Despite the turmoil at home, Spain's biggest companies are in surprisingly good shape. Most dodged the worst excesses of the pre-credit-crunch era, so they have stronger balance sheets and fewer toxic assets than do international rivals. And a long track record in developing markets will likely be an advantage as these outfits look farther afield for growth. Investors agree. The IBEX 35 index of Spain's leading stocks has risen 24 percent this year, vs. 16 percent for the Standard & Poor's 500-stock index. And the foreign investments of Spanish multi-nationals have averaged $87 billion annually since 2007. That's 5.8 percent of Spain's gross domestic product, roughly the same level as in the late 1990s, vs. 4.3 percent earlier this decade.
Telefónica, the pioneer in Spain's previous push abroad, is again leading the way. As the former state monopoly carrier, the company had loads of cash when telecommunications deregulated in the 1990s. After dozens of deals over the past decade, Telefónica has become the largest phone company in Latin America and the third-biggest (in terms of customers) on earth. Since 2003, though, Telefónica has had to fend off growing competition at home, and has invested some $13 billion in domestic broadband and cable TV. Now, with the Spanish economy in the dumps, Telefónica is redoubling its efforts abroad. In September it sealed a $2 billion strategic alliance with Chinese wireless player China Unicom to gain a foothold in the mainland. On Oct. 7, Telefónica offered $4 billion for Brazilian broadband provider GVT, and it's in the running to buy HanseNet, a German Internet player owned by Telecom Italia (TI). "You need to diversify," says Luís Abril, a member of Telefónica's executive committee. "You can't be too dependent on one market."
The country's second-largest bank, BBVA, is renewing its overseas efforts, too. After its acquisition of Bancomer in 2000 made BBVA the largest bank in Mexico, the Spanish company took advantage of the growing appetite for credit at home. Now it's again looking at new markets. In June 2008, BBVA paid $1.2 billion to double its stake in China Citic Bank, the mainland's seventh-largest, to 10.1 percent, with an option to boost that to 15 percent next year. And to strengthen its presence in the US, BBVA last summer bought distressed Texas lender Guaranty Bank, gaining $13 billion in assets. Further acquisitions across the southern US are likely. "We want to saturate the Sunbelt," BBVA's chief strategist Carlos Torres says from his office overlooking the ornate 19th century facades along Madrid's Paseo de la Castellana.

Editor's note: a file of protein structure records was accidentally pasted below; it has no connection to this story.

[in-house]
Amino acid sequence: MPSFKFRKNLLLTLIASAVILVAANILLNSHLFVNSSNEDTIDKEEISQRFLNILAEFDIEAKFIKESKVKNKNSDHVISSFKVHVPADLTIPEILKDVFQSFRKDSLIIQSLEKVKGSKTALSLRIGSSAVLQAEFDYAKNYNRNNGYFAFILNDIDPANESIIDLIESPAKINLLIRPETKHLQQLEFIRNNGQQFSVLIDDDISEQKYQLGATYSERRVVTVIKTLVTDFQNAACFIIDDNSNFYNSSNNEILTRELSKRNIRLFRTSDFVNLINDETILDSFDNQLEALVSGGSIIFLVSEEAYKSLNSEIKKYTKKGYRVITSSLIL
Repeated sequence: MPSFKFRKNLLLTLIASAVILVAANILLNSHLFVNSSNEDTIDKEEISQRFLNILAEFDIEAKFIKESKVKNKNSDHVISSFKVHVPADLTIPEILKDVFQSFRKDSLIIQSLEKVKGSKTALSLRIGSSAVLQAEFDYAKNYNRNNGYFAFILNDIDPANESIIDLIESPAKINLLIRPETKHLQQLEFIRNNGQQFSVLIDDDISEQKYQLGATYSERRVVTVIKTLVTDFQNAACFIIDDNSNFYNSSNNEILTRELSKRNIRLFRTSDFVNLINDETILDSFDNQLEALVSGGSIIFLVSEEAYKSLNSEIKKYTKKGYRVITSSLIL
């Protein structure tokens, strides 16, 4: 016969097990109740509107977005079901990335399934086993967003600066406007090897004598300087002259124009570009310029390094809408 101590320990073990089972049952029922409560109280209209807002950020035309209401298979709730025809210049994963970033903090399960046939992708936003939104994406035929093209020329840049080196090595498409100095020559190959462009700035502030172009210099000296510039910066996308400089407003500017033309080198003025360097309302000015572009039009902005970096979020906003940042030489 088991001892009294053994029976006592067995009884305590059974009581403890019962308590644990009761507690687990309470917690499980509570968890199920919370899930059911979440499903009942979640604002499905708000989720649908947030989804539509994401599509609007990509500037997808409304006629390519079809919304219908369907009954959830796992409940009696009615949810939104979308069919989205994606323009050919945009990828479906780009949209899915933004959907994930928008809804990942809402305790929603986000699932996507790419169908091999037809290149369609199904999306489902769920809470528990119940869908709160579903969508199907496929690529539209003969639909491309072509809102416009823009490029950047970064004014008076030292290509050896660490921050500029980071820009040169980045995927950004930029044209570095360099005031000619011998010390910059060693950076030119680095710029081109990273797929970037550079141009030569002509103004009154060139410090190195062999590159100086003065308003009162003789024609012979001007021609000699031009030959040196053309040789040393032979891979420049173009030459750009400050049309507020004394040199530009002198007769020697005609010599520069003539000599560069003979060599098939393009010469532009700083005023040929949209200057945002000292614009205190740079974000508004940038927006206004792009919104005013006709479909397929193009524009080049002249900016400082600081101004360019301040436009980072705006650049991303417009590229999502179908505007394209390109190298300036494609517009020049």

Spain's long-established clean-energy companies are also getting in on the action abroad. Although they weren't a big part of the earlier overseas investment boom-most barely existed in the 1990s -- they have benefited mightily from Madrid's subsidies for renewables. In recent years, Spain's green-energy sector has thrived as Spanish law has guaranteed above-market rates to providers of wind, solar, and other clean power. As politicians now seek to rein in costs, those subsidies have been trimmed. But Washington's green-tinted $787 billion stimulus package has offered some relief.
Chomping at the bit is Gamesa, the world's No. 3 wind turbine manufacturer. The company already employs more than 1,100 Americans, and 17 percent of its $2.4 billion first-half sales came from the US, its second-largest market. It's also diversifying into China, where it owns four wind turbine plants near the port city of Tianjin, and India, where it has a joint venture with conglomerate Pioneer Asia. "Spain has been good to us," says Michaela O'Donohoe, Gamesa's chief of corporate affairs. "But the major growth will now come from overseas."
Ilargi: Another impressive Frontline documentary. By all means watch it. It provides a good view into the depth of the crisis where you (and I) wouldn't have expected it.
Close To Home: This isn’t supposed to happen here
As the U.S. unemployment rate hits a 25-year high and the Dow Jones Industrial Average hits a six-year low, award-winning FRONTLINE producer Ofra Bikel chronicles the recession's impact on one unlikely American neighborhood -- New York's Upper East Side.